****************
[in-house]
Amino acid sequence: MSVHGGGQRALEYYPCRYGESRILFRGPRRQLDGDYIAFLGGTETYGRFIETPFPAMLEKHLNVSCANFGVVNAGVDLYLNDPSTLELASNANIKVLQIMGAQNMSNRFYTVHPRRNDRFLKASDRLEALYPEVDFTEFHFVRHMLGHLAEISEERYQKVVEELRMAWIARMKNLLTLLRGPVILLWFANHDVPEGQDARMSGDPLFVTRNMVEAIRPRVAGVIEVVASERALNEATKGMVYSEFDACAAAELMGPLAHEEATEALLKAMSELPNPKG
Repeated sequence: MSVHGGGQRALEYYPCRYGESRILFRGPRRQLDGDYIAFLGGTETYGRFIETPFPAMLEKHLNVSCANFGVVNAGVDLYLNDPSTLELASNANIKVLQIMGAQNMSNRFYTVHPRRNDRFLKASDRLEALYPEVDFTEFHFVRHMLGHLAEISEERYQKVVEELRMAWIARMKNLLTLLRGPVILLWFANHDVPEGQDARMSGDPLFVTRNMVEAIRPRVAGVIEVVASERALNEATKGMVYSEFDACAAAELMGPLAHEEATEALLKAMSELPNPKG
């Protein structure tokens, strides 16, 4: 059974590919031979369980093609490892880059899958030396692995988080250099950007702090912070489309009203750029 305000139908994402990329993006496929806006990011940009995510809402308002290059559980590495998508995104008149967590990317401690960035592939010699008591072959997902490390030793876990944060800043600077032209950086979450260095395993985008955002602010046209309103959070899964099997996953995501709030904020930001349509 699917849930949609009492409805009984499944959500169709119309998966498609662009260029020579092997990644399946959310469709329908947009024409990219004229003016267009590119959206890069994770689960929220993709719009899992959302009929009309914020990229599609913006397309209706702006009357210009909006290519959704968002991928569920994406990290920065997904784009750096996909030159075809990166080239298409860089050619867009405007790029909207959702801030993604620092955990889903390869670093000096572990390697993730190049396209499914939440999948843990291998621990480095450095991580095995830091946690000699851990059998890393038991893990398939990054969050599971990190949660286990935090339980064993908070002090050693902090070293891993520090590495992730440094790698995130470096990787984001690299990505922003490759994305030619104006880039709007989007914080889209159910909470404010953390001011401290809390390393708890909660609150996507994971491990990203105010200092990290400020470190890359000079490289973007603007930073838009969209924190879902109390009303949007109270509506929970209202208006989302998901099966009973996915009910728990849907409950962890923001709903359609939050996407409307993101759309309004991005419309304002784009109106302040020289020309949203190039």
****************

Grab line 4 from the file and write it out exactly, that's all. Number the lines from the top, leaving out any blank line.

């Protein structure tokens, strides 16, 4: 059974590919031979369980093609490892880059899958030396692995988080250099950007702090912070489309009203750029 305000139908994402990329993006496929806006990011940009995510809402308002290059559980590495998508995104008149967590990317401690960035592939010699008591072959997902490390030793876990944060800043600077032209950086979450260095395993985008955002602010046209309103959070899964099997996953995501709030904020930001349509 699917849930949609009492409805009984499944959500169709119309998966498609662009260029020579092997990644399946959310469709329908947009024409990219004229003016267009590119959206890069994770689960929220993709719009899992959302009929009309914020990229599609913006397309209706702006009357210009909006290519959704968002991928569920994406990290920065997904784009750096996909030159075809990166080239298409860089050619867009405007790029909207959702801030993604620092955990889903390869670093000096572990390697993730190049396209499914939440999948843990291998621990480095450095991580095995830091946690000699851990059998890393038991893990398939990054969050599971990190949660286990935090339980064993908070002090050693902090070293891993520090590495992730440094790698995130470096990787984001690299990505922003490759994305030619104006880039709007989007914080889209159910909470404010953390001011401290809390390393708890909660609150996507994971491990990203105010200092990290400020470190890359000079490289973007603007930073838009969209924190879902109390009303949007109270509506929970209202208006989302998901099966009973996915009910728990849907409950962890923001709903359609939050996407409307993101759309309004991005419309304002784009109106302040020289020309949203190039």